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Wednesday, November 13, 2013

Which is more profitable: Continuation Inside Bars or Reversal Inside Bars

What are inside bars

For the benefit of anyone who may not have heard of it, an inside bar is a bar (or a series of bars) that is (are) completely contained within the range of the preceding bar. The inside bar has a high that is lower than the high of the previous bar (aka the mother bar), and a low that is higher than the low of the previous bar . Some traders use a more lenient definition of inside bars to include equal bars (bars with equal highs and/or equal lows).

Psychology Behind Inside Bars

Inside bars typically occur after a large directional move, and reflects a balancing of sentiment between bulls and bears. This balancing of sentiment may indicate that the previous trend is running out of steam and price is ready to reverse, or it may simply indicate that price is consolidating before continuing in the same direction.
After a large sustained move, traders tend to adopt a wait-and-see attitude, and neither bulls nor bears are willing to bid above or below the previous day’s extremes. When traders finally make up their minds, volatility increases and price will either reverse or continue in the same direction. Either way, when price breaks out from an inside bar formation, it indicates that traders have enough conviction to push prices in their desired direction. A breakout from an inside bar formation is like a vote of confidence from the traders. They’ve pondered over which direction they want price to move, and have cast their votes with their money.

How to Trade Inside Bars

In this post, we are interested in investigating the profitability of trading continuation inside bars vs reversal inside bars. Are inside bars more reliable when they signal a reversal, or when trend continue in the same direction? I’ve written an inside bars EA to test this.
In this EA, I define reversal as a breakout of the inside bar in the direction opposite to its previous trend. The previous trend is defined using a 20-Days moving average. If price is above the moving average, it is in an uptrend. If it is below the moving average, it is in a downtrend. Therefore, a bullish inside bar reversal is defined as a break above the high of the mother bar when the mother bar is BELOW the moving average. Conversely, a bullish inside bar continuation is defined as a break above the high of the mother bar when the mother bar is ABOVE the moving average.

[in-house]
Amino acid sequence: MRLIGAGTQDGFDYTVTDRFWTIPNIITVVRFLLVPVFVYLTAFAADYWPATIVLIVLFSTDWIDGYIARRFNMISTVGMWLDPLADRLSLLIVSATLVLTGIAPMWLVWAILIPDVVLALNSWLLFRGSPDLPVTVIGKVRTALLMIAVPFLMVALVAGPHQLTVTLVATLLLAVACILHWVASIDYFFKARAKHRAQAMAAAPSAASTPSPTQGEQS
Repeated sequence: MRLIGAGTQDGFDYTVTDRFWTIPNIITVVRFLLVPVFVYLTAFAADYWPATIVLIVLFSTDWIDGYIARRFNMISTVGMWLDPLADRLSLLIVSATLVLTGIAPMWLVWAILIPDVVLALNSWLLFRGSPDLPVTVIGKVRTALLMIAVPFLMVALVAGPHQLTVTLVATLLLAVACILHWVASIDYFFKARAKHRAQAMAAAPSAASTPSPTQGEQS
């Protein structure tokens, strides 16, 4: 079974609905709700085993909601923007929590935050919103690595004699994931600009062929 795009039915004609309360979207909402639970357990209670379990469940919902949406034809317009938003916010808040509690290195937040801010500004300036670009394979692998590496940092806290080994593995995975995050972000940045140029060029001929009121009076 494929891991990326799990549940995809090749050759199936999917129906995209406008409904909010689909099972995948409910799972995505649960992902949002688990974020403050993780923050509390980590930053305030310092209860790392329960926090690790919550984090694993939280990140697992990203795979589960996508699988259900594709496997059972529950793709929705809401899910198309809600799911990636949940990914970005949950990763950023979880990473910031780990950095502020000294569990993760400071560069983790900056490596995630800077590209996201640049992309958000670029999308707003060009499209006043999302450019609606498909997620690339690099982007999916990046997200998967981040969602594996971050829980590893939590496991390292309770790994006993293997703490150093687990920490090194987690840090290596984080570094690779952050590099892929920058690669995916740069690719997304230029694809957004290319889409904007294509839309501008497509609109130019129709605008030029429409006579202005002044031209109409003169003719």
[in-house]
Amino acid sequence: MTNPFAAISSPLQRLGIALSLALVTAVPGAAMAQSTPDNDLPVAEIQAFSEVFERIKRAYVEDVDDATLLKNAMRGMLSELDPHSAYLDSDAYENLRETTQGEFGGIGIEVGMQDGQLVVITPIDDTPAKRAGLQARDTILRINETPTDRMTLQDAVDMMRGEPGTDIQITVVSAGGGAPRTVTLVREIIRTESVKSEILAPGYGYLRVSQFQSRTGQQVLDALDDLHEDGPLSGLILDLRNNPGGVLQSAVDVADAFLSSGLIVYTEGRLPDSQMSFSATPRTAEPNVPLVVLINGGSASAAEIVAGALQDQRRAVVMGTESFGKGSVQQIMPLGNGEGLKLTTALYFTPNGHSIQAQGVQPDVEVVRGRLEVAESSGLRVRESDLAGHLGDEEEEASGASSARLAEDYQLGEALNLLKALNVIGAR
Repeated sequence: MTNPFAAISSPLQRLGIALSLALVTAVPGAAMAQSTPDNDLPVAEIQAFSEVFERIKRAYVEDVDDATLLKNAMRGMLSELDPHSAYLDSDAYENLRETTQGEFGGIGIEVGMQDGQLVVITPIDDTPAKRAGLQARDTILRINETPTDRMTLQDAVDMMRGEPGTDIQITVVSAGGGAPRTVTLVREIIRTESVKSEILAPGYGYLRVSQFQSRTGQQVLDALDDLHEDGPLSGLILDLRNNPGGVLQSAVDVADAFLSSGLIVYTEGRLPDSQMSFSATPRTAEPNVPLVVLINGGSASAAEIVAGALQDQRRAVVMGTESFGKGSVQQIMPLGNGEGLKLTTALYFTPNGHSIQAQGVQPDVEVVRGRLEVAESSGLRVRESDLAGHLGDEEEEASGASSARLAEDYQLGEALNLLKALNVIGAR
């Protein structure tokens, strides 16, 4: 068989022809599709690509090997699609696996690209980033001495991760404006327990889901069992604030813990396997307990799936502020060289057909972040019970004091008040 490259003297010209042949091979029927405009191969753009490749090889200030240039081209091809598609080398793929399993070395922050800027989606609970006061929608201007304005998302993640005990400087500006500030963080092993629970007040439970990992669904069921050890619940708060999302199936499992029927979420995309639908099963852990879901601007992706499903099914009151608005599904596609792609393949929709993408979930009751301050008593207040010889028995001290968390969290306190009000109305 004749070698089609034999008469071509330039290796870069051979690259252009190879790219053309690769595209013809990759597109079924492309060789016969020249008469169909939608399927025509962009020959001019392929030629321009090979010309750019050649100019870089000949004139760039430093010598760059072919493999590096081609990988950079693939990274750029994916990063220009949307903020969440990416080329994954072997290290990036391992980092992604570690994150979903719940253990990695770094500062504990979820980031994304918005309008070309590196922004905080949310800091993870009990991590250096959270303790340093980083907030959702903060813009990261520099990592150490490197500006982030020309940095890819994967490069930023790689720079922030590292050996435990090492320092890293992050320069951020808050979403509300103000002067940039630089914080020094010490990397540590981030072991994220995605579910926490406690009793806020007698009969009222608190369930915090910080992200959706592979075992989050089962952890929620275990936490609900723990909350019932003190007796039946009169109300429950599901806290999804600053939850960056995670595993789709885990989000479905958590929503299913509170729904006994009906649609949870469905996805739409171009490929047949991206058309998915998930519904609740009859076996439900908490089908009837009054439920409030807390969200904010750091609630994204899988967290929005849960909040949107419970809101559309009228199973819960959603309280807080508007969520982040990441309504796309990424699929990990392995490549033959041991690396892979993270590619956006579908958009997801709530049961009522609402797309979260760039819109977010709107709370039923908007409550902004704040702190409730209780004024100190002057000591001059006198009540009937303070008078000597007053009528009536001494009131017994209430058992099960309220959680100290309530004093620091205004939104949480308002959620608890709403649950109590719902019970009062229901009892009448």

For exit, I used a 3 ATR trailing stop. In addition, I used an averaging up strategy that adds a new position whenever price moves 1 ATR in my favor, up to a maximum of 4 positions. All tests were done on daily charts, from Jan 2001 to Oct 2012, with a 1% risk on each trade and an account size of $100000.
So, what did I find?
Comparing Profits and Max DrawDown of Reversal and Continuation Inside Bars
DD: 27.05%
DD: 39.29%
DD: 33.77%
DD: 51.68%
DD: 46.83%
DD: 23.21%
DD: 33.05%
DD: 37.79%
DD: 32.87%
DD: 40.51%
DD: 37.28%
DD: 34.8%
REVERSAL inside bars are much more profitable, at least for 5 of the pairs. This means that more often than not, an inside bar indicates that the previous trend is running out of steam and ready to reverse. In addition, the maximum drawdown for reversal inside bars is also lower in 4 of the 6 pairs.

How can you apply this knowledge to your Forex Trading?

For one, if you trade inside bars, you can choose to trade only when price reverses. Alternatively, you can choose to take both reversal and continuation trades, but use a tighter stop or smaller profit target for continuation trades.
Secondly, even if you are not trading inside bars per se, you should still be alert to their presence. If you are currently in a profitable position, consider tightening your stops because an inside bar is a warning signal that the current trend is likely to reverse.
Either way, make use of this test result and incorporate it into your forex trading strategy. Then backtest your strategy and see if it improves your results.
That’s all I have for you today. Cheers and trade well!

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